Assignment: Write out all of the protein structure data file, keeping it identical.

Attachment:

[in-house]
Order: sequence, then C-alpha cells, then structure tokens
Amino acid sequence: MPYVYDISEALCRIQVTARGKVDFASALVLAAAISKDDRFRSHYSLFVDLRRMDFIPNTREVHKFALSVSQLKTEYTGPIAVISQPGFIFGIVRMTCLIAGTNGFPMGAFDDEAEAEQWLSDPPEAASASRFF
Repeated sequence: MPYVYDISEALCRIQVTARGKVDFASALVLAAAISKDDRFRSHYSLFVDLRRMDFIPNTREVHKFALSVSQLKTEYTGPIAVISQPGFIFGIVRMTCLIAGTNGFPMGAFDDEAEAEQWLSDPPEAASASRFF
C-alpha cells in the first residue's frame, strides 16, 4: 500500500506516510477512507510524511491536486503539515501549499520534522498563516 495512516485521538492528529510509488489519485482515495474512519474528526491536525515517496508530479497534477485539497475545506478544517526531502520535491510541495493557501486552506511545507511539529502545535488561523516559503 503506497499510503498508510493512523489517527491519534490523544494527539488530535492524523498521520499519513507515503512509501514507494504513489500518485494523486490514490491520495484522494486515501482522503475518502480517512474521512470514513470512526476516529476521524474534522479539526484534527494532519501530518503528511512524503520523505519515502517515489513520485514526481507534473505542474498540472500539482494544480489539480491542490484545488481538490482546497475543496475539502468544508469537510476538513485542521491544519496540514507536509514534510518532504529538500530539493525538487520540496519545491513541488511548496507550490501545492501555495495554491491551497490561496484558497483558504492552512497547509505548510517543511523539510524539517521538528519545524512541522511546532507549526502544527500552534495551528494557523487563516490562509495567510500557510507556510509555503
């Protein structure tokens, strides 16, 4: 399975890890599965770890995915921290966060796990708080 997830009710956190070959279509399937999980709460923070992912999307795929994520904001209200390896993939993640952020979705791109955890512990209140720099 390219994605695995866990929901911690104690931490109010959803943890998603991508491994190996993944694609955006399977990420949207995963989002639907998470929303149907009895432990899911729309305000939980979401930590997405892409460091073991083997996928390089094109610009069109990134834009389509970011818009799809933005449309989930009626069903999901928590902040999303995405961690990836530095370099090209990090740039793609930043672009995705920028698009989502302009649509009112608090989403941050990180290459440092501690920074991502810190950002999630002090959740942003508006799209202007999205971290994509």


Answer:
[in-house]
Order: sequence, then C-alpha cells, then structure tokens
Amino acid sequence: MPYVYDISEALCRIQVTARGKVDFASALVLAAAISKDDRFRSHYSLFVDLRRMDFIPNTREVHKFALSVSQLKTEYTGPIAVISQPGFIFGIVRMTCLIAGTNGFPMGAFDDEAEAEQWLSDPPEAASASRFF
Repeated sequence: MPYVYDISEALCRIQVTARGKVDFASALVLAAAISKDDRFRSHYSLFVDLRRMDFIPNTREVHKFALSVSQLKTEYTGPIAVISQPGFIFGIVRMTCLIAGTNGFPMGAFDDEAEAEQWLSDPPEAASASRFF
C-alpha cells in the first residue's frame, strides 16, 4: 500500500506516510477512507510524511491536486503539515501549499520534522498563516 495512516485521538492528529510509488489519485482515495474512519474528526491536525515517496508530479497534477485539497475545506478544517526531502520535491510541495493557501486552506511545507511539529502545535488561523516559503 503506497499510503498508510493512523489517527491519534490523544494527539488530535492524523498521520499519513507515503512509501514507494504513489500518485494523486490514490491520495484522494486515501482522503475518502480517512474521512470514513470512526476516529476521524474534522479539526484534527494532519501530518503528511512524503520523505519515502517515489513520485514526481507534473505542474498540472500539482494544480489539480491542490484545488481538490482546497475543496475539502468544508469537510476538513485542521491544519496540514507536509514534510518532504529538500530539493525538487520540496519545491513541488511548496507550490501545492501555495495554491491551497490561496484558497483558504492552512497547509505548510517543511523539510524539517521538528519545524512541522511546532507549526502544527500552534495551528494557523487563516490562509495567510500557510507556510509555503
């Protein structure tokens, strides 16, 4: 399975890890599965770890995915921290966060796990708080 997830009710956190070959279509399937999980709460923070992912999307795929994520904001209200390896993939993640952020979705791109955890512990209140720099 390219994605695995866990929901911690104690931490109010959803943890998603991508491994190996993944694609955006399977990420949207995963989002639907998470929303149907009895432990899911729309305000939980979401930590997405892409460091073991083997996928390089094109610009069109990134834009389509970011818009799809933005449309989930009626069903999901928590902040999303995405961690990836530095370099090209990090740039793609930043672009995705920028698009989502302009649509009112608090989403941050990180290459440092501690920074991502810190950002999630002090959740942003508006799209202007999205971290994509």